In total coherency with my last post, I found this on APOD (Astronomy Picture of the Day). The relentless tidal forces of Mars will someday shatter its moon Phobos. It orbits ‘too close’, only about 5800 kilometers above the surface while our moon is about 400,000 kilometers away. Mars was named after the Roman god of war and the moons were named after Mars’ Greek equivalent, Ares’ two sons Phobos and Deimos, Phobos meaning fear and Deimos meaning dread. Overall, a very dark and warlike mythology surrounds these neighbors.
Phobos is closer to its planet than any other known planetary moon. Because its orbit is faster than Mars itself rotates, it rises in the west and sets in the east and it does so twice each day. Phobos is less than 7 miles in diameter and from its surface Mars would appear to take up a quarter of the width of a celestial hemisphere, huge.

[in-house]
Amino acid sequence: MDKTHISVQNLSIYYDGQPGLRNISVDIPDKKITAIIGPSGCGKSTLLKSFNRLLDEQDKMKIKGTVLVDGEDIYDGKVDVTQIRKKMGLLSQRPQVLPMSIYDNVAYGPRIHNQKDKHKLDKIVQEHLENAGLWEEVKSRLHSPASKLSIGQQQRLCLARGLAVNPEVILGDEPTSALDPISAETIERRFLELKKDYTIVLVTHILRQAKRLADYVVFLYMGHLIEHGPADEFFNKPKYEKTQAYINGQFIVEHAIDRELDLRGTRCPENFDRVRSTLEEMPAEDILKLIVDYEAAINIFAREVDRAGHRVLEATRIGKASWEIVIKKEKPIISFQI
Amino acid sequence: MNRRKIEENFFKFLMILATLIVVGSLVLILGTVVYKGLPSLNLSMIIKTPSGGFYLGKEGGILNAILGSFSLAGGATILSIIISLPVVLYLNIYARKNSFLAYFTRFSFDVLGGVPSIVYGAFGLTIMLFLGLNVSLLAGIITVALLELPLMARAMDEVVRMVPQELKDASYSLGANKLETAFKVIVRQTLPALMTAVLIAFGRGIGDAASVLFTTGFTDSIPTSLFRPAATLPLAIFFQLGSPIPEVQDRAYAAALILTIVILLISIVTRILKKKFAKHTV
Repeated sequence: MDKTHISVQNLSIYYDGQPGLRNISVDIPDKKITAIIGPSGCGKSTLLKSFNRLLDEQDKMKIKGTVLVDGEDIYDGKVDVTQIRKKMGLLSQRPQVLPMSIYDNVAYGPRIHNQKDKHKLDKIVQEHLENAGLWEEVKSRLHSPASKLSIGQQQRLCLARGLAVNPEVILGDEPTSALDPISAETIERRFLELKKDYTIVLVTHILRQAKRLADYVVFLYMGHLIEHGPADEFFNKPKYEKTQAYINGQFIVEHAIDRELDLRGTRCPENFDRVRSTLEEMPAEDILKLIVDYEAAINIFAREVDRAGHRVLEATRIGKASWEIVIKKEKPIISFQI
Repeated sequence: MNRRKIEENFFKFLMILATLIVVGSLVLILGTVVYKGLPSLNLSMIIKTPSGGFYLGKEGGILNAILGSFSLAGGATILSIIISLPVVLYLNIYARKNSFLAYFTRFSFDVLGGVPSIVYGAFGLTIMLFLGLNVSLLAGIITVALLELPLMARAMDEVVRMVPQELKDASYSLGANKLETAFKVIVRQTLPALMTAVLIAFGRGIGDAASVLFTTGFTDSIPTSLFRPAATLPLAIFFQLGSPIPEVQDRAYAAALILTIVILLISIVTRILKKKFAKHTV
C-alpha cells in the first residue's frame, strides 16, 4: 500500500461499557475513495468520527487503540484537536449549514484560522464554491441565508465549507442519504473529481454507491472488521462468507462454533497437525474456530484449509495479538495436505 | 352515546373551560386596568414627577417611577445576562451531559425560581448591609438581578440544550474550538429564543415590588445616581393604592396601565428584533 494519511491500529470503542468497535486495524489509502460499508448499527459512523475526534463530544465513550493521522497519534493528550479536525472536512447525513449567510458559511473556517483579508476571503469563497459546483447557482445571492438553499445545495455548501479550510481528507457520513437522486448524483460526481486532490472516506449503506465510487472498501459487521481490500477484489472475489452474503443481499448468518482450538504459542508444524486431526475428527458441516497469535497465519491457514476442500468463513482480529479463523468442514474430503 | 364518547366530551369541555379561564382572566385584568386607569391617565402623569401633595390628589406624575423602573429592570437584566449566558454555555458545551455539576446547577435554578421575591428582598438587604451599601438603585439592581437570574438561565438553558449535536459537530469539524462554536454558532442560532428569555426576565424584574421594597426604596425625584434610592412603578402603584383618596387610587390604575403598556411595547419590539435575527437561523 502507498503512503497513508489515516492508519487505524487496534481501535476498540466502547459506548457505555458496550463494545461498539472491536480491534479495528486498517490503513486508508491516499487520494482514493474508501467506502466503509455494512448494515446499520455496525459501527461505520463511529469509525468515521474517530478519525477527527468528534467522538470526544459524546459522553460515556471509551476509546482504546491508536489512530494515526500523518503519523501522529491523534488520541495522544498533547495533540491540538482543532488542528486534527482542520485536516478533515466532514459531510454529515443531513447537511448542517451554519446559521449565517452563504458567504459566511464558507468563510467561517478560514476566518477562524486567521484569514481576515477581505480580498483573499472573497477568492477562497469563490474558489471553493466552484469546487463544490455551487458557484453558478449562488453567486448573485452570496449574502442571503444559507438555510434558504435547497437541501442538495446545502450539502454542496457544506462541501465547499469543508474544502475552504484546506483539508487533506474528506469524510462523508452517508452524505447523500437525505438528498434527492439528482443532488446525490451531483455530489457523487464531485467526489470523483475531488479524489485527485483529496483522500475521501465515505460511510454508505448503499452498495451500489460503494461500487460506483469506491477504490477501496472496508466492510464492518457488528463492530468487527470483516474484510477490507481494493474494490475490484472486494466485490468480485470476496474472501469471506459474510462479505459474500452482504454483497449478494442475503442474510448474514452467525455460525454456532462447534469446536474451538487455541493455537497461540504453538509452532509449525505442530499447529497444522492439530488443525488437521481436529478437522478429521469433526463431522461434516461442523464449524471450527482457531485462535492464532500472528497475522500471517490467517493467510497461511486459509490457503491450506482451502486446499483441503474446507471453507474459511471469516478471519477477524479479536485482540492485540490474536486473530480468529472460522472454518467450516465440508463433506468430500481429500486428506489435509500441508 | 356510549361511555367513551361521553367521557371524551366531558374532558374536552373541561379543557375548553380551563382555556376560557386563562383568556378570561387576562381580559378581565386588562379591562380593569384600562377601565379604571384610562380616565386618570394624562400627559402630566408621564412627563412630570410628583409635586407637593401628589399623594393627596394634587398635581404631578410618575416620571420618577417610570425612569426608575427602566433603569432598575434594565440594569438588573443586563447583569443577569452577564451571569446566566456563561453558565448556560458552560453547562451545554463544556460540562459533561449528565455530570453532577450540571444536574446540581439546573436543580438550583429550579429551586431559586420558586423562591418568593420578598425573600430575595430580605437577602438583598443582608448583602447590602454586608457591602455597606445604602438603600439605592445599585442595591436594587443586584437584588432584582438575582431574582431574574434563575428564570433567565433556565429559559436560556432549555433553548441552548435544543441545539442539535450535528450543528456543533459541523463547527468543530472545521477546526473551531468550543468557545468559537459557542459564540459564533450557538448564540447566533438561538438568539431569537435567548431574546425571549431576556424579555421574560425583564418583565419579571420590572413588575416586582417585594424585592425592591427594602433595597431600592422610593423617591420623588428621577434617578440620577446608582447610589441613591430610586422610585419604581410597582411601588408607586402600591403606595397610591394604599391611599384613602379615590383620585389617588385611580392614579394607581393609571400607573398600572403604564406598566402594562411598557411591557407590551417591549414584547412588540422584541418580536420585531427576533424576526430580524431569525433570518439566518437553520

There was an interesting theory by a Russian scientist in the mid 50’s that Phobos was a hollow body. More modern measurements show it to consist of 30% (+ or – 5%) voids, but these are of a very small size. I get a kick out of pretending it has a large hollow interior and the implications that could mean for humans on earth. Unfortunately, I think it would cause more fear (so an appropriate name) than wonder.
This picture from the Mars Reconnaissance Orbiter has an incredible resolution of 7 meters per pixel. Here is a link to this picture and explanation: